The current spate of violence has overturned Bangladesh’s conventional wisdom on terrorism: that young males from poor and underprivileged backgrounds alone take to violence. Now terrorists and suspects are not only Pakistan-sponsored, but also home-grown, and hail from both poor and affluent Bangladeshi families. This does offer a stark reflection of Bangladeshi society, which virtually has no middle class— it constitutes only 7% of the population.
Encrypted technology has enabled members of such groups to communicate with each other under the radar while bomb making techniques have improved too. Women are increasingly participating in terrorist activities, the youth are willing to commit suicide attacks, and their identification with the nihilist ideology of the Daesh has left the security establishment searching desperately for answers. There is also a great concern over the potential radicalisation of Rohingya Muslim refugees, being forced to flee from neighbouring Myanmar.
The Bangladeshis are openly debating whether theirs is an Islamist society first or a Bengali one. Cognisant of the proliferation of Saudi-funded mosques and the influence on the local maulvis of the Bangladeshi diaspora from the Persian Gulf, some intellectuals have made a more vocal demand for translation of the holy book of Quran into Bengali for an understanding of its meaning and context. Religious scholars are being asked to spread a counter-narrative against violent extremism. This religious debate itself is uncovering issues which, for a long time, had been swept under the carpet, issues, such as the treatment of, and violence against Bangladesh’s own religious minorities and indigenous ethnic communities.
India can be an ideal partner for Bangladesh in this effort, offering capacity building and training support, such as in forensics and cyber security. Bilateral cooperation in the last few years has deepened, and PM Hasina’s government is an important ally for India, which has been working to neutralise Pakistan-origin anti-India terrorist groups in Nepal and Bangladesh, post the 2008 Mumbai attacks. This strengthened counter-terrorism cooperation has set the tone for progress in other areas, including the successful conclusion and implementation of the Land Boundary Agreement in 2015. Bangladesh has also become an important partner for India’s efforts at sub-regional integration through the Bay of Bengal Initiative for Multi-Sectoral Technical and Economic Cooperation and the Bangladesh, Bhutan, India and Nepal motor vehicle agreement.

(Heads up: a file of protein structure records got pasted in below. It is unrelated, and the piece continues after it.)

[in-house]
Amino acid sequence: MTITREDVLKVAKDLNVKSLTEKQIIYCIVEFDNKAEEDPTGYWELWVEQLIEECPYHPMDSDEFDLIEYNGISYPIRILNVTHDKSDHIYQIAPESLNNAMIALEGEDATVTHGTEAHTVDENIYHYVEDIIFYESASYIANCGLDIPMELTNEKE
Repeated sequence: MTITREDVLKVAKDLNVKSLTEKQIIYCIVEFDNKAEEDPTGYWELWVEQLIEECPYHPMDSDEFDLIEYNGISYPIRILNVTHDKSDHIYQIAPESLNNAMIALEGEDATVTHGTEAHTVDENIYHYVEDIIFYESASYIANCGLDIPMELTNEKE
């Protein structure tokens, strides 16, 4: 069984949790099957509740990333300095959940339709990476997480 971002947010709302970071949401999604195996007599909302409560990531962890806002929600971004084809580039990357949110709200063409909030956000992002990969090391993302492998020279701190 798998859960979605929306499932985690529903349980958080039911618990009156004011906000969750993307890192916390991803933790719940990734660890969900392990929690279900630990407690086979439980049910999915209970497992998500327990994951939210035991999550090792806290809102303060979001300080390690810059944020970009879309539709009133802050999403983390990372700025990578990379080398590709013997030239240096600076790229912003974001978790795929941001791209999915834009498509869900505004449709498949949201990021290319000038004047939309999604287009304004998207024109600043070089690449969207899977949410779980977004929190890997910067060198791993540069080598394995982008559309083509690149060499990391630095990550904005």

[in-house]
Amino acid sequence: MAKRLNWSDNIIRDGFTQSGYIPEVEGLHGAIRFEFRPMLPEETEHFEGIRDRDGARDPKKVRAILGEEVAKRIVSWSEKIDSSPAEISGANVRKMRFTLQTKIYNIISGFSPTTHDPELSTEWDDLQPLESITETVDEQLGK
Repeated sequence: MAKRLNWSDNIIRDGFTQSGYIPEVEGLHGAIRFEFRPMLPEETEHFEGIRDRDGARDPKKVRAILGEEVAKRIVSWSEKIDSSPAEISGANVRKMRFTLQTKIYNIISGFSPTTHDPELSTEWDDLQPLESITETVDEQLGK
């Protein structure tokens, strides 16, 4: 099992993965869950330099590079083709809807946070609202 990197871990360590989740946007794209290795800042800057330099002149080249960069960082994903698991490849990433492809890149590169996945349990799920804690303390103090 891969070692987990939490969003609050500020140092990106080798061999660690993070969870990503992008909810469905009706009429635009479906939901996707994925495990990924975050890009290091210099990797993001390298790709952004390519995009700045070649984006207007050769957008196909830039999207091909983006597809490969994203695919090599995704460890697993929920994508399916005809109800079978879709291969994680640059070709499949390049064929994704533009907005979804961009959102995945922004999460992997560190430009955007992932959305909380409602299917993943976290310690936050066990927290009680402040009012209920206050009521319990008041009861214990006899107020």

India wants to step up this bilateral engagement and sign a defence pact–with greater emphasis on intelligence sharing and more military engagement. Yet, there is a deep skepticism in Dhaka and among many Bangladeshis, who fear the impact that the proposed arrangement will have on their sovereignty and foreign policy. Disagreements over the sharing of the Teesta river waters also cloud bilateral relations.
As PM Hasina embarks on a state visit to India this week, it is urgent and critical that the two sides overcome these hurdles and continue to maintain a united front against the terrorist and extremist groups. Its western borders are tumultuous enough; India cannot allow a destabilisation of its eastern flank lest the Daesh-inspired terrorists exploit Bangladesh’s security fissures to target India.
Here are some major Indian companies currently doing business in Bangladesh.
Sameer Patil is Director, Centre for International Security & Fellow, National Security Studies, at Gateway House.
Sameer attended as a speaker at the CVE workshop organised by the Bangladesh Institute of Peace and Security Studies, Dhaka.